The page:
But there is more. You can expect light rail to cost much more than planned. The current number is approximately $400 for the Hiawatha Corridor. You had better plan on at least $500 million and perhaps $800 million based upon experience elsewhere. This will have to come from either the state or local taxpayers.


There are solutions.

With respect to transit, a substantial role can be played with respect to downtown oriented commuting. And more transit riders will be carried if bus service is expanded and fares are lowered. If you are serious about transit, then you will provide it as inexpensively as possible --- through competitive mechanisms, like competitive contracting. Currently the transit systems in London, Copenhagen, Stockholm, Melbourne, Adelaide, Perth, etc., etc. are converting to this cost saving strategy. Some of this has occurred here --- but there is still much in transit service that should be converted to competitive contracting, with the savings applied to new services and lower fares. Then there are busways. Busways can do anything that light rail can do in this country. Curitiba, Brazil's most effective busway carries more riders daily than all the transit services in Minneapolis-St. Paul or even Seattle. According to Harvard's John Kain, busways cost, on average, one-fifth to build and operate per passenger mile as rail systems. And, priority lanes can be established on arterial streets.

But it must be recognized that there is little that can be done with a mode of transport that carries two percent of trips to have much impact. The plain fact of it is that transit improvements have little, if anything to do with relieving traffic congestion. You could, like Washington and Atlanta, build a comprehensive regional rail system --- and you will still have massive traffic congestion. There is simply no necessary connection between urban rail and traffic congestion.

The real answer requires strategies to better handle the automobile traffic which is today and will be in the future the overwhelming mode of transport not only here but also in Europe. And such strategics exist:

  • Roadway expansions can be implemented. It is not true that we cannot build our way out of congestion. Phoenix and Houston have greatly improved their traffic flows by expanding freeway networks. It must be recognized that our freeway system was largely designed to handle the traffic loads anticipated by 1975. It is now nearly a quarter of a century later and little is being done to respond to the continually increasing demand.

  • Roadway bottlenecks need to be removed and improved on existing roadways.

  • Intelligent transportation systems can be used to improve information to drivers and direct flows of traffic around particularly congested segments.

  • An expensive but effective means of providing new capacity is the "metroroute" --- automobile only expressway tunnels under cities. The first of these is under construction in Paris. It will provide two decks of freeway --- a total of six lanes --- in a 35 foot in diameter tunnel.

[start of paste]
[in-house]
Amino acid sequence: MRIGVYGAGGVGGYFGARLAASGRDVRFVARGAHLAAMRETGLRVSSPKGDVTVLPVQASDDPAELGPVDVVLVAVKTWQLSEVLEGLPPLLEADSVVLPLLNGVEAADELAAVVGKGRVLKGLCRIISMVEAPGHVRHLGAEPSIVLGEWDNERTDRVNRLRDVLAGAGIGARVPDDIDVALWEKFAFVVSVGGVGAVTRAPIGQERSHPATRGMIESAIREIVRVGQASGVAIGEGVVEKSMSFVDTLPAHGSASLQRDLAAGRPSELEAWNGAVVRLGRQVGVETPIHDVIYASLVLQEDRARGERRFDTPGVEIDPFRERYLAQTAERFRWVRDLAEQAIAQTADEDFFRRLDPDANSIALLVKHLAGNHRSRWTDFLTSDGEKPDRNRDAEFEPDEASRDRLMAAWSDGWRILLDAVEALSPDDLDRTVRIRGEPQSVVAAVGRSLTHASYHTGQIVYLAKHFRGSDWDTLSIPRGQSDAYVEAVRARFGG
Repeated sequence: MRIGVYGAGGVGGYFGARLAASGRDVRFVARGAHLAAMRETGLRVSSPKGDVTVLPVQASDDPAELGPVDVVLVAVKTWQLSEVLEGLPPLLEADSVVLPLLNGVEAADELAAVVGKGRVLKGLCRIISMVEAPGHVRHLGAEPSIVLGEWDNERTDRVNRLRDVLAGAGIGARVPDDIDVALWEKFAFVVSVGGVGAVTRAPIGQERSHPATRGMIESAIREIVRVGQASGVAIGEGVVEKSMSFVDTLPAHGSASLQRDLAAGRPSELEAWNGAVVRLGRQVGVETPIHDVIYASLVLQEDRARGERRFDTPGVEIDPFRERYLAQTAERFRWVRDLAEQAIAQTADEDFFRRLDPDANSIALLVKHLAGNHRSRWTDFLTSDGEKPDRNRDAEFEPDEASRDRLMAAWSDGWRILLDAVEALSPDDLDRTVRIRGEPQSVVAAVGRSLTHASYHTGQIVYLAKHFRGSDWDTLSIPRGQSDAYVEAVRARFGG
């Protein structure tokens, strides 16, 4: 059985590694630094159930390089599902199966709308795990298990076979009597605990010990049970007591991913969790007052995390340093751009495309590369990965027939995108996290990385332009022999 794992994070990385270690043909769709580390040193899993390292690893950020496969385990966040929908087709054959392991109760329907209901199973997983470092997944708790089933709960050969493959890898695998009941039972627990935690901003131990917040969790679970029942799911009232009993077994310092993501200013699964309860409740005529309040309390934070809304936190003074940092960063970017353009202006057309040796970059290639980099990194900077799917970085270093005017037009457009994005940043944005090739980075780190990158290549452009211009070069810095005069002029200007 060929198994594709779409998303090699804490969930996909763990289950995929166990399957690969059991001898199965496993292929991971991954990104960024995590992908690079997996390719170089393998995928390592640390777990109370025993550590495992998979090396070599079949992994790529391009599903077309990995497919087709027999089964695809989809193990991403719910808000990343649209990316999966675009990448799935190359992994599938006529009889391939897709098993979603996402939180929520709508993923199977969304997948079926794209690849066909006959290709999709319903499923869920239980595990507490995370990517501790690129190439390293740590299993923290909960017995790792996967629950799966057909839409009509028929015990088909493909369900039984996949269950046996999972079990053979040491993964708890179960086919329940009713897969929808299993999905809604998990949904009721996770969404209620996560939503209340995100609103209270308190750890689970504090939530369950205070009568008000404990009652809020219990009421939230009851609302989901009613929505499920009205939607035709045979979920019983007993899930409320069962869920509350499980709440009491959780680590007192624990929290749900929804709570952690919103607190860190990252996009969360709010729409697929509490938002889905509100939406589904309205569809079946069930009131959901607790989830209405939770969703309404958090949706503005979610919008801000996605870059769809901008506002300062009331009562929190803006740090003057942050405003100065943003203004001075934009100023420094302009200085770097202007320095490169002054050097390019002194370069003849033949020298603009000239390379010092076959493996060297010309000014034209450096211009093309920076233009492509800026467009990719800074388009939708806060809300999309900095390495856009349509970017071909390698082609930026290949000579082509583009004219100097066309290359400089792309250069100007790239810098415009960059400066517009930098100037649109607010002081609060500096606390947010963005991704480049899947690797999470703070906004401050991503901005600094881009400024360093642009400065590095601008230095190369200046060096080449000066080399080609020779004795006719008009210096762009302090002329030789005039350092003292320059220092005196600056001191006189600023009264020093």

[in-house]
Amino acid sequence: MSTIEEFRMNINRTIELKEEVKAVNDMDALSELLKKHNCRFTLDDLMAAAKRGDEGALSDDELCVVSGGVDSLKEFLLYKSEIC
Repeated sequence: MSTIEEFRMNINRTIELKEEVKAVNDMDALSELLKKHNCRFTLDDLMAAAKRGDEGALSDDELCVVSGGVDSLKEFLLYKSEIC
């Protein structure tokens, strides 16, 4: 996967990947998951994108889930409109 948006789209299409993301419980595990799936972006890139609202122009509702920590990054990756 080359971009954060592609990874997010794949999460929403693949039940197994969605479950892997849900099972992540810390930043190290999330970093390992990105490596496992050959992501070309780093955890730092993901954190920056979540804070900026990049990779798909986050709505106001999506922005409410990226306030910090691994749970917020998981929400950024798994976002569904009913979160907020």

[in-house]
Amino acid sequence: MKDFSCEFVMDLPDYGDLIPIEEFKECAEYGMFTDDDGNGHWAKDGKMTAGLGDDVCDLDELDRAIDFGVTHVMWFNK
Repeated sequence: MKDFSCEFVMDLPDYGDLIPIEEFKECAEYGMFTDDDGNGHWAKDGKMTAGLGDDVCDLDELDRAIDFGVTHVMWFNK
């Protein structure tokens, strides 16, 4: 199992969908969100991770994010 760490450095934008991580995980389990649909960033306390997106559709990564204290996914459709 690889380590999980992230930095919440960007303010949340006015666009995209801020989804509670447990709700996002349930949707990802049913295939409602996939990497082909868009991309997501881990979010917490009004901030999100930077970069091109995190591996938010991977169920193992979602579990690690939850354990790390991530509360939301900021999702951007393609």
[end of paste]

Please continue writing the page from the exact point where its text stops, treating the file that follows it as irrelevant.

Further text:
• Finally, it needs to be remembered that people are not sheep. During the 1980s we built little additional capacity in urban freeways around the nation. Yet the average single occupant commuting speed increased, while average travel time to work increased by only 42 seconds. People will find ways to avoid traffic congestion.


So what it comes down to is this.... Why build rail?

  • Surely not to reduce traffic congestion, because it doesn't do that.

  • Not to reduce air pollution, because it cant do that without reducing traffic congestion

  • Not to channel development, because it doesn't do that.

There seem to be two possible rationales.

  • The first is to provide an incinerator for federal funding that otherwise would be spend in other areas.

  • The second is to build rail simply to build rail --- sort of a 20th century bureaucratic idolatry.
At best, there is no justification for the use of tax funding to build light rail. At the worst, the damage should be limited by the minimum legal amount necessary to qualify for the federal funding that has been earmarked. And recognize what you are getting --- not an alternative to the automobile --- not an efficient or effective addition to your transit system --- but federal funding that would otherwise go elsewhere. It is a sad commentary on the state of public policy in the United States.

In the final analysis, you cannot expect the proposed light rail program or any other rail system to reduce traffic congestion in Minneapolis-St. Paul. Vision is not driving the debate, it is rather fantasy, if not hallucination.